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I recently came across a tweet casting doubt on whether GivingTuesday drives more donations from people. Could it be that GivingTuesday just changes the time frame and channel of existing donations?
I read this tweet and was instantly charged with the motivation to answer. To be clear, I’ve done a lot of in depth analytics for GivingTuesday through my business. Before I came along, there was already important work done that showed that GivingTuesday generates a net lift in aggregate donation results. In the work that I did, I looked at donor behaviour patterns in greater detail and I happened to remember a specific graph that I created that runs counter to the notion that GivingTuesday just moves money around.
This graph was created with philanthropic transaction data representing 992 charities across 24 years of record keeping. The idea was to compare “GT converts” (those who the charity convinced to give on GivingTuesday, but had not done so before) vs. Non-GT donors on the basis of their average year-over-year change in giving totals to their recipient charities.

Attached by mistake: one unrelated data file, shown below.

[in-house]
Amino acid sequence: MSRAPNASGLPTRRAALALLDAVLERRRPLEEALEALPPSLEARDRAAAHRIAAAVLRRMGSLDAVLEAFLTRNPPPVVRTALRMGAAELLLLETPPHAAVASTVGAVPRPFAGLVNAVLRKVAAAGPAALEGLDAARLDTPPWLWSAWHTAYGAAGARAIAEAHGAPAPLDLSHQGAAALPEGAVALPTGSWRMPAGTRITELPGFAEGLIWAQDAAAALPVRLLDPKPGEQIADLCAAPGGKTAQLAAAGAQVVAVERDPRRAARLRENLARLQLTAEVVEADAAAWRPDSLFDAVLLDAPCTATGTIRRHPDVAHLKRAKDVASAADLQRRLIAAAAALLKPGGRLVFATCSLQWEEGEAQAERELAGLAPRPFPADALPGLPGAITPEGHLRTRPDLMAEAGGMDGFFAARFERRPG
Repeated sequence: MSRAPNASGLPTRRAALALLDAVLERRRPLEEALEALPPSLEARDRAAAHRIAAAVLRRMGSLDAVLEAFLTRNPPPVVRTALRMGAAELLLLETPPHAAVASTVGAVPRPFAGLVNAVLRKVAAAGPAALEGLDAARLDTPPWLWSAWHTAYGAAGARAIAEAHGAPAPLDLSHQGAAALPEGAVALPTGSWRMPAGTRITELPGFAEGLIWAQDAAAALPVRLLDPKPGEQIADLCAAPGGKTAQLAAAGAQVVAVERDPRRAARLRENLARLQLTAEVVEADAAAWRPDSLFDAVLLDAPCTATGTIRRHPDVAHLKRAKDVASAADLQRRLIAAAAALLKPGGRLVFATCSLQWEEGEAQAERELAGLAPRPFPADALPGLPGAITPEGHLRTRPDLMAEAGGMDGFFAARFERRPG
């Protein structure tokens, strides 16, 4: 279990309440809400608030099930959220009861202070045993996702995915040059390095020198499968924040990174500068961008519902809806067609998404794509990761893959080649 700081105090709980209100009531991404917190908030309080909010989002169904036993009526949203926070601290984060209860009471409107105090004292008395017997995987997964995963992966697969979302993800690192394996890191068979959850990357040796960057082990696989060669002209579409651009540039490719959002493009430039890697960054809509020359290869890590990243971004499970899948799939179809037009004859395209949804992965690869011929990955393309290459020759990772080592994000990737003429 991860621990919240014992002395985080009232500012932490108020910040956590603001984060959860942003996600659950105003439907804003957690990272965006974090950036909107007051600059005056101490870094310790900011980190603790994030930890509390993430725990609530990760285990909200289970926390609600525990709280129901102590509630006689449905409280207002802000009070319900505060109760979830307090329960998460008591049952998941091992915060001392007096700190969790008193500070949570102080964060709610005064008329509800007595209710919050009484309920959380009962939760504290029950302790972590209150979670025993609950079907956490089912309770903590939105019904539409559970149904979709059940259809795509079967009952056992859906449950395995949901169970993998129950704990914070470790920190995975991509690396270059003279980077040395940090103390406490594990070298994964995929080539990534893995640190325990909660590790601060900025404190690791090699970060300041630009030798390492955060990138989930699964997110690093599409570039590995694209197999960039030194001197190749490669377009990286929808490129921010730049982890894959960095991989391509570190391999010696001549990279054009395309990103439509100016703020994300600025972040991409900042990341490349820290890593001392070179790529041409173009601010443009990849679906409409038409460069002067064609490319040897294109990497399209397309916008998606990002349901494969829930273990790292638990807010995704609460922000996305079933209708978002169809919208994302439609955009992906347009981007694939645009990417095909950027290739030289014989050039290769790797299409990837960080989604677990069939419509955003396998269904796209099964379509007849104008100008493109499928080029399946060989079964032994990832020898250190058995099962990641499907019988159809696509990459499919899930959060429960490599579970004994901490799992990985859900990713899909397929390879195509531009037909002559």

The horizontal axis shows years since 1st GivingTuesday donation on the left, and years since 1st overall donation on the right.
Converts, on the year that they converted, increased not only their giving during the week of GivingTuesday, but also during other days as well. Interestingly, the year after their GivingTuesday conversion, they INCREASED their giving during the last half in December.
Non-GT, by contrast, lowered their ‘Other Days’ giving after their first year on file, and increased their last half December giving in the second year.
In sum, this provides evidence that those who convert through GivingTuesday simply give more money overall that year and the one following. They don’t just consolidate the same giving into a specific time frame.